In case you missed this in the paper, a very famous little Welsh corgi visited MSU Tuesday with his master, who is a math professor in Michigan. This little guy has gotten attention from world math scholars, the Queen of England and even Ellen!
By Amanda Dyslin
MANKATO — Years ago, Tim Pennings and his Welsh corgi, Elvis, were playing ball at the beach along Lake Michigan. Or, arguably, that’s what Elvis thought was going on.
Thirty-five times exactly, Pennings stood with Elvis at a set point on the beach and threw a ball at approximately the same point in the water, and Elvis tore down the beach for a ways before leaping into the water like a champ to retrieve his prize.
What made this little game of fetch a bit unusual was the fact that Pennings, after throwing the ball, would tear down the beach after his dog with a screwdriver, which he would plunge into the sand at the exact point where Elvis chose to quit running on land and start swimming.
And for all 35 throws, he calculated the distance of Elvis’ run, the distance of his swim — and using a complicated equation requiring a solid background in math — he determined whether Elvis himself had been using calculus.
Could a dog be gauging the shortest possible time it would take to get to the ball by knowing how fast he runs versus how fast he swims? Taking into account the distance to the ball from the shore at each moment?
Pennings, a math professor at Hope College in Michigan, presented this theory Tuesday afternoon at a math colloquium, “Do Dogs Know Calculus?” at Minnesota State University.
It’s a talk he’s given at numerous colleges, on the BBC and National Public Radio, and on a number of talk shows. Even the “Ellen” show invited him on, although a scheduling conflict got in the way.
Elvis’ fame all stems back to the first trip to the beach with Pennings, after he adopted the dog. Pennings noticed that when he threw the ball at an angle to the right out into the water, Elvis didn’t immediately leap into the water and start swimming, nor did he run all the way down the beach and swim in a straight line to the ball. He chose to run a ways down the beach to a certain point and then swim a lesser distance at an angle toward the ball.
“As soon as I saw him doing that something clicked in my mind,” Pennings said. “I wondered how close he was coming to jumping in at the optimal point. ... Elvis’ only objective is to get to that ball the quickest.”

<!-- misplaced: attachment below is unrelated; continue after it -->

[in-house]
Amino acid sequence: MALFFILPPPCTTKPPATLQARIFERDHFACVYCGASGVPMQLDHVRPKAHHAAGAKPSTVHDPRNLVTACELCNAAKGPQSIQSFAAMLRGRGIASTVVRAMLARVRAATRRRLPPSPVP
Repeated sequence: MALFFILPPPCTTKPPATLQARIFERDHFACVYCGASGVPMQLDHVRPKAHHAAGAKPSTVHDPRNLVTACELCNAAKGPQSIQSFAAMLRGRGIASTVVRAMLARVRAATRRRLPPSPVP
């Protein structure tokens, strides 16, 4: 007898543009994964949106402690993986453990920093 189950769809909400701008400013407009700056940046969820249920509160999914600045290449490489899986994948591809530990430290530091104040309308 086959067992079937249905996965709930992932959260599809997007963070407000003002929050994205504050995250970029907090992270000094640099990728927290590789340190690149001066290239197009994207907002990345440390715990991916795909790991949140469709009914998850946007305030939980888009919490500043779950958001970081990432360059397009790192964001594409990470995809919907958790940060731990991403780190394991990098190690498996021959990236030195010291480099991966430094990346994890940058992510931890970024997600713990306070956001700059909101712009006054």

The 35 test throws proved it to Pennings: Within about a foot on most throws, Elvis was choosing the point on the beach to stop running and start swimming that resulted in the least time for him to reach the ball. Almost every time.
“ That’s kind of neat,” Pennings said.
In front of 50 or so math students, Pennings spent 20 minutes or so diving into the formula for which he used to calculate Elvis’ amazing feat. While discussing powers and derivatives and factors and solving for y, Elvis laid on his side panting, tired from four runs down the hallway after a tennis ball. Any signs of recognition over what were supposedly his own calculations happening on the white board were nil. Pennings admits, when he asks Elvis calculus questions, such as “What’s the derivative of X squared?” he doesn’t get much of a response.
“He just sits there,” Pennings said, which is actually, in a way, a much more interesting outcome.
“He just has this natural knack for finding the best solutions. ... Nature has the way of finding the best solutions.”
After Pennings wrote an article about his findings, a professor reading the piece suggested Elvis’ knack boils down to perception — that at each moment he’s running down the beach, he’s assessing how close he is to the ball and simply jumping in when the ball begins to appear close enough to swim to quickly.
Of course, being a mathematician, Pennings couldn’t just assume. He had to find out.
Pennings got into the water with Elvis during their next visit to the beach and threw the ball to a point in the water parallel to the beach. Based solely on Elvis’ perception of the ball at his starting point already in the water, logically, he would simply swim directly to the ball.
Instead, Elvis swam the short distance to shore, ran a good length of the beach, and swam back out to the ball, which was the route that got him to the ball the quickest.
“He got an honorary doctorate from Hope College for that,” Pennings said.
Dave Roberts — a math education student in the audience with enough calculus under his belt to keep up with the presentation — raised a good question for a colloquium asking if “dogs” know calculus: Is this skill unique to Elvis?
“Is this the same across all breeds of dogs?” he wondered.
Judging by his clear love of chasing balls, Elvis is probably hoping that’s one problem that goes unsolved.